North Shore & Western Line

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North Shore & Western Line
TfNSW T1.svg
Richmond railway station Tangara on platform 2.JPG
Overview
Service type Commuter rail service
Status Active
Locale Sydney
Current operator(s) Sydney Trains
Annual ridership 142 853 000 (2017-18)
Route
Line(s) used
Technical
Rolling stock T, H and A sets
Timetable number(s) T1

The North Shore & Western Line (numbered T1, coloured yellow) is a commuter rail line operated by Sydney Trains in Sydney, New South Wales, Australia. It serves the North Shore, parts of the Inner West and Western Suburbs.

It was previously the North Shore, Northern & Western Line (also numbered T1) until April 2019, when the T9 Northern Line was spun off from the original T1 line.[1]

History

Following victory in the 2011 New South Wales election, the O'Farrell Government embarked on reform of transport in New South Wales. In November 2011, Transport for NSW was created to improve planning and coordination of transport projects and services. The organisation developed a new rail timetable and branding, which was put into effect on 20 October 2013. This saw the merger of the North Shore Line and Western Line (Berowra - City via Gordon then to Emu Plains or Richmond via Strathfield) with the Northern Line (Hornsby - City via Macquarie Park then to Epping via Strathfield) to form the North Shore, Northern & Western Line. A new numbering system was also introduced and the line was given the number T1.

The North Shore, Northern & Western Line formerly ran along the Epping to Chatswood line until it closed in 2018 to be converted to metro standards as part of the Sydney Metro Northwest project. As a result, the traditional Northern line route from Hornsby to Central via Strathfield was reinstated.[2] On 28 April 2019, this route became a separate T9 Northern Line, with the T1 renamed the North Shore & Western Line.[1][3]

Railway line history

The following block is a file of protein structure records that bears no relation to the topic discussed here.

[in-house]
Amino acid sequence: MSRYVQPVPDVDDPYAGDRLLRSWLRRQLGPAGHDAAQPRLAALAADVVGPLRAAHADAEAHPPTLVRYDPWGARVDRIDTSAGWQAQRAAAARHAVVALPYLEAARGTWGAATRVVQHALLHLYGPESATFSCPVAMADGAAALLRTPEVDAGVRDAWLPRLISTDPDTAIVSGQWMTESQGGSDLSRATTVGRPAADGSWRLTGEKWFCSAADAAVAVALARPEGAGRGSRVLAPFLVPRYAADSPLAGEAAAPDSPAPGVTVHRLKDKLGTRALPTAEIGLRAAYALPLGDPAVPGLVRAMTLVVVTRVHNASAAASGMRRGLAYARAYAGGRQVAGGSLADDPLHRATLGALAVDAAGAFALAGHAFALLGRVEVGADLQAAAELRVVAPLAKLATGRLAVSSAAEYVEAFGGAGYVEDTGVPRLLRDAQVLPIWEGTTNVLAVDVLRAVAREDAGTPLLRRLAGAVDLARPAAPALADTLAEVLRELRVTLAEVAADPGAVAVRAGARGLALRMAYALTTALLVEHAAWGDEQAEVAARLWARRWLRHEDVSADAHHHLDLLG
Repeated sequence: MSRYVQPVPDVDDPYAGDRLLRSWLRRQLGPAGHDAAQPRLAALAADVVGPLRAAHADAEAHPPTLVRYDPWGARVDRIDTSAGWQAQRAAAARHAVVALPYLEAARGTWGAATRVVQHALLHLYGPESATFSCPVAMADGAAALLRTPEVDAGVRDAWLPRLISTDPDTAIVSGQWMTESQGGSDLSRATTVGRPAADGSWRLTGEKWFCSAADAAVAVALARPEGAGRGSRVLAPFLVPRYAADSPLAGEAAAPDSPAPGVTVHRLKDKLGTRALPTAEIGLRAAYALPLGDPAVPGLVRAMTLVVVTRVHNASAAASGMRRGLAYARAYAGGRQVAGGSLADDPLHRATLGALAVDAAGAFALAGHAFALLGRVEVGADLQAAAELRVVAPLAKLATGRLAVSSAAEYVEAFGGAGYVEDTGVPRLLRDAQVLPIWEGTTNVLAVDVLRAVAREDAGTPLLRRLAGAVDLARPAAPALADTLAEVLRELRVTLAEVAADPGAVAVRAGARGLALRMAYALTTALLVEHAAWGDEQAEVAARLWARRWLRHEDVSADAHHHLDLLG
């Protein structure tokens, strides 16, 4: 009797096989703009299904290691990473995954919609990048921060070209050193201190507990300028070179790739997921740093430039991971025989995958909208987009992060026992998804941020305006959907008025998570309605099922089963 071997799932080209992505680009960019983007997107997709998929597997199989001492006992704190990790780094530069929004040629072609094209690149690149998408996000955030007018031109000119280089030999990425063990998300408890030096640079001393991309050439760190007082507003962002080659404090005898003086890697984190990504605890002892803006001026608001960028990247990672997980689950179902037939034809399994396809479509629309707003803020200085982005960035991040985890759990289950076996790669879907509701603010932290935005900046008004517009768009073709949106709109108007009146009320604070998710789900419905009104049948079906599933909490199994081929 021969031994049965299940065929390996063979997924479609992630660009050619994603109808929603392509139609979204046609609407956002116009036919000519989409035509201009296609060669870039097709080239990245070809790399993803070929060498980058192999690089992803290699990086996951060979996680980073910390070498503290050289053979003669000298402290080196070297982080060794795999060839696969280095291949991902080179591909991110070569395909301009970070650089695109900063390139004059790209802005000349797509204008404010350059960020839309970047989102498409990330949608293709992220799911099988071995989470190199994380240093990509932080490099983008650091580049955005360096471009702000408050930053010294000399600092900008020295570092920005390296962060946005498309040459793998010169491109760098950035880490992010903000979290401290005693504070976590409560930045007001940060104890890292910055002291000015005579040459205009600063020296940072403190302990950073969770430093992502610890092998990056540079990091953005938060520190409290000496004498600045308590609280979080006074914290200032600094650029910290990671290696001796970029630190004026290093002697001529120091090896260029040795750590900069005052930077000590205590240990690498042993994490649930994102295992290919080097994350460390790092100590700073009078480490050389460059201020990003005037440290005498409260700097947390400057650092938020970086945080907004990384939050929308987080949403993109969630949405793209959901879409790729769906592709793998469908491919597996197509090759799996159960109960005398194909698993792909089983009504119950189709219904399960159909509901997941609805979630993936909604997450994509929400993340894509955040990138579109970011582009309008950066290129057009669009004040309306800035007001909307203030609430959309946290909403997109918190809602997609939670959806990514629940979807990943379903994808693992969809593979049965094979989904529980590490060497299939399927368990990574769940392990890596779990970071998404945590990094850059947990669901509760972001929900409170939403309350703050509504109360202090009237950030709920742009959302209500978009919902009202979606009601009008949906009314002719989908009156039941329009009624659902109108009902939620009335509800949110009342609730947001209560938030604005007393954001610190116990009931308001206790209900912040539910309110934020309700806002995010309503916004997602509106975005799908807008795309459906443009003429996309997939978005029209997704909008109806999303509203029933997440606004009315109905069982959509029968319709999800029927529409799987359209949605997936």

The T1 uses a number of different railway lines and is the result of various schemes to link the lines together. The line is centred around the Main Suburban railway line which runs from Central to Granville, which continues as the Main Western line at Granville. The Richmond railway line branches from the Main Western line at Blacktown.

In the other direction from Central towards the North Shore, the T1 uses the North Shore Line towards Hornsby, then continues along the Main North Line towards Berowra.

Main Western and Richmond railway lines

The Main Western railway line opened to Penrith in 1863 as a branch from the junction with the Main South line at Granville.[4] Electrification reached Parramatta in 1928 and Penrith in 1955.[5]

A branch line was opened to Richmond in 1864 under the stewardship of engineer James Moore. Electrification from Riverstone to Richmond opened in August 1991.[6] Through running to and from Sydney commenced in 1992.

North Shore railway line

The North Shore railway line was opened on 1 January 1890 between Hornsby and St Leonards. The line was extended to the Sydney Harbour foreshore at Milsons Point in 1893. Transport between this original Milsons Point station and central Sydney was by ferry boat. The line was electrified in 1927.

When the Sydney Harbour Bridge was opened in 1932 a new Milsons Point station (on the bridge approach) came into operation and the North Shore Line was extended through it and over the Sydney Harbour Bridge to link with the underground lines of central Sydney. The result is that the two ends of the North Shore Line link to the Sydney railway system at Central and Hornsby.

Main North railway line

The T1 uses the section of the Main North railway line between Hornsby and Berowra, which was opened in 1887 and electrified in 1959.[7]

Route

The route passes through a number of business districts and major centres, namely Hornsby, Chatswood, North Sydney, the Central Business District, Parramatta, Blacktown and Penrith.

The line heads south from Berowra to Hornsby to using the Main North Line. Trains then divert on to the North Shore Line, eventually passing through North Sydney station before heading across the Sydney Harbour Bridge, through the western limb of the City Circle and the stations of Central and Redfern. Services then run along the Main Suburban Railway, usually using the middle 'Suburban' pair of the six tracks between Redfern and Strathfield. Services do not stop at intermediate stations between Redfern and Strathfield.

Services continue west from Strathfield to Granville where trains join the Main Western Line. After passing through Parramatta, trains reach Blacktown, where the line divides in two. A western branch continues along the Main Western Line as far as Emu Plains and a north-western branch heads to Richmond using the Richmond Line.